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What instrument did you use to gather information about stars?
Answer 1:

Scientists use a variety of different instruments to look at the stars. Ever since the 1600s, the most important instrument is still a telescope. But, telescopes today are much more powerful than back then. They can see farther and clearer than before. Originally, telescopes only saw visible light. Now, we have telescopes that can also see x-rays, microwaves, infrared, and other kinds of radiation. This gives us a lot of information about the properties of stars that we look at, much more than just their color and shape. This helps us tell what elements the star is made of, how hot it is, how old it is, etc. Scientists look at other things, too, including planets and comets and asteroids. If we get back physical samples of any of these, we use the same tools chemists use to determine what they are made of.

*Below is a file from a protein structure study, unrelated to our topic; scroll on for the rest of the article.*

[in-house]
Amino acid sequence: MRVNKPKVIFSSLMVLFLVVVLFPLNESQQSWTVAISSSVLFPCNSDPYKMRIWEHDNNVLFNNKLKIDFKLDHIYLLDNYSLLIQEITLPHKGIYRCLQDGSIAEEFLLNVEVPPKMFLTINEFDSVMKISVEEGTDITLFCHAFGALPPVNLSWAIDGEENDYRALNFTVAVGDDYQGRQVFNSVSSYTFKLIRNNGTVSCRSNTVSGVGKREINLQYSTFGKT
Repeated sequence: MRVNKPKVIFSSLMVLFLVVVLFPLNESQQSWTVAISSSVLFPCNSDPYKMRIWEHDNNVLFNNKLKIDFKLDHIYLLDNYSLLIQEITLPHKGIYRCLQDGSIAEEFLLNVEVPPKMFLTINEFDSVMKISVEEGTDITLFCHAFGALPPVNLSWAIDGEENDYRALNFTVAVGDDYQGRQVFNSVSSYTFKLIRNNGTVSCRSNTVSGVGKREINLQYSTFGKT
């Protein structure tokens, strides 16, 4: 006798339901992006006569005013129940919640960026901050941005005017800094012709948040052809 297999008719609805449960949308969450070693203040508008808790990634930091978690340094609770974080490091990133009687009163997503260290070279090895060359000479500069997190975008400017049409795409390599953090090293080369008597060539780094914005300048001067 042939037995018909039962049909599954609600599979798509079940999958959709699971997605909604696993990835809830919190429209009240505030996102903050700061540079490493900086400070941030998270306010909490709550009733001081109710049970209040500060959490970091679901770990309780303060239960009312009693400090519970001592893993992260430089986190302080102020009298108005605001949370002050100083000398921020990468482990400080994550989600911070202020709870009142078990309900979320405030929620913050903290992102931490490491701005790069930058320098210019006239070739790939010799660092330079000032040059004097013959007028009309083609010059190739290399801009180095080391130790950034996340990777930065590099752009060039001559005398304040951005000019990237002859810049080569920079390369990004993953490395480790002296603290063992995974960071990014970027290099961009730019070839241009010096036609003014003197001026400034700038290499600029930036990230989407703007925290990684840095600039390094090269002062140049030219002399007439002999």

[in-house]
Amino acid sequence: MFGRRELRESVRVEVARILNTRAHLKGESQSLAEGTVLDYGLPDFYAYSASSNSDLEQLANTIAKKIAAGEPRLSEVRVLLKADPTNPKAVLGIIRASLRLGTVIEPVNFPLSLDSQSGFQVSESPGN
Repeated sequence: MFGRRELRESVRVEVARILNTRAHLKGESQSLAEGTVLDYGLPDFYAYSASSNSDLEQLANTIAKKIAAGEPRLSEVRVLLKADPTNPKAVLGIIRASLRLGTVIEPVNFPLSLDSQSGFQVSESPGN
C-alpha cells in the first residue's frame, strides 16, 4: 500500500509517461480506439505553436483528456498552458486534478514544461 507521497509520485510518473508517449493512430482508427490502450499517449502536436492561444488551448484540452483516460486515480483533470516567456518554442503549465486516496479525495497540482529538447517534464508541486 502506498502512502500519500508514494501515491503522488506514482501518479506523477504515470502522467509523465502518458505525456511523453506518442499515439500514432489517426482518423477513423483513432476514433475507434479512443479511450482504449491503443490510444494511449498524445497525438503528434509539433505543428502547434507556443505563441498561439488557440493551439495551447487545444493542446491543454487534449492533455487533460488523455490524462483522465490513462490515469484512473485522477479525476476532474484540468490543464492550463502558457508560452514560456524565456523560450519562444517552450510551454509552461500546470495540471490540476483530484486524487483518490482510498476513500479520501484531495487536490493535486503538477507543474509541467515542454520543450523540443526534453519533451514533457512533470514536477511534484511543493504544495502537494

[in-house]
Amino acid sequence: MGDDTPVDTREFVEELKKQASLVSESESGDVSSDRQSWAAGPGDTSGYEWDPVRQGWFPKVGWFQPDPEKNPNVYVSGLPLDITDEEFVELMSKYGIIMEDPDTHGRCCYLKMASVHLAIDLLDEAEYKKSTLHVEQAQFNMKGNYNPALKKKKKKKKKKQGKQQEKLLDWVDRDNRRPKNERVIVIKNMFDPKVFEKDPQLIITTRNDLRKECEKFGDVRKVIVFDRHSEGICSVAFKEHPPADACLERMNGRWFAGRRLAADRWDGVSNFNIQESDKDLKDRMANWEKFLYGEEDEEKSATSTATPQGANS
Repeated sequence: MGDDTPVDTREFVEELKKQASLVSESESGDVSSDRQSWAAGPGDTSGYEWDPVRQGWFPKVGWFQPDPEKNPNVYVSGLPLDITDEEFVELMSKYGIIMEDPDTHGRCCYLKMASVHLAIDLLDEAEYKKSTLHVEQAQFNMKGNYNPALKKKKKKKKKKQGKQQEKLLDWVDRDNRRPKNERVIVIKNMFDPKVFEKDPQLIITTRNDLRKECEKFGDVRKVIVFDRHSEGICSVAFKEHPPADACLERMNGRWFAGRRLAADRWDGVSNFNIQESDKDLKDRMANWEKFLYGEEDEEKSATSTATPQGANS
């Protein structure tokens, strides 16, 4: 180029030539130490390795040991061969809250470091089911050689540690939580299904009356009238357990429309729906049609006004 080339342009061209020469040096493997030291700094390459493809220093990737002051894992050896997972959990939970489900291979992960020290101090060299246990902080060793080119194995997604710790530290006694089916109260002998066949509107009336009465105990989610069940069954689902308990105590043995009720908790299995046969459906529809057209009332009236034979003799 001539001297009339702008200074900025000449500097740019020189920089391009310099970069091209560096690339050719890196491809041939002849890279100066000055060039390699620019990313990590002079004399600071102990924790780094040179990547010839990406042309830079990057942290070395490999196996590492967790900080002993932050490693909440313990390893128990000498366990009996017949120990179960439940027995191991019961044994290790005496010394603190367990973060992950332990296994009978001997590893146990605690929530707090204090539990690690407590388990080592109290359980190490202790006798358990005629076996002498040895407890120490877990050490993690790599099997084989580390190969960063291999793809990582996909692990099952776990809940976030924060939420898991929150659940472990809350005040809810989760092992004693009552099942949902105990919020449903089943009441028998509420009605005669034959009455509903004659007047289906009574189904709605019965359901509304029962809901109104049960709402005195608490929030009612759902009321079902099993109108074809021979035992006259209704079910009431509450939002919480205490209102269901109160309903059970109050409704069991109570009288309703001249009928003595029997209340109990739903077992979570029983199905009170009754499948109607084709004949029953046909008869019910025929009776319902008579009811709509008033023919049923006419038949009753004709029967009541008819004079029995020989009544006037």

Probably the most important thing that has changed since the old days is the precision of the instruments used. An example of this is how scientists find new planets. We don't literally "look" for planets. They're far too small to see. Instead, we generally look for very very very small wobbles in a star's rotation. These tiny wobbles are the result of planets and gravity making the star spin slightly off its center. Being able to see this has been compared to listening for a pin drop at a concert. It's only by the remarkably precise instruments that we are able to find these wobbles. The "secret" instrument used the most is math. Math lets you calculate planet size and distance from the wobbles. It also lets you simulate galaxy and star formation and lives. Math is responsible for pretty much everything we know in astronomy and is really important. However, you probably wouldn't think of that as an instrument.



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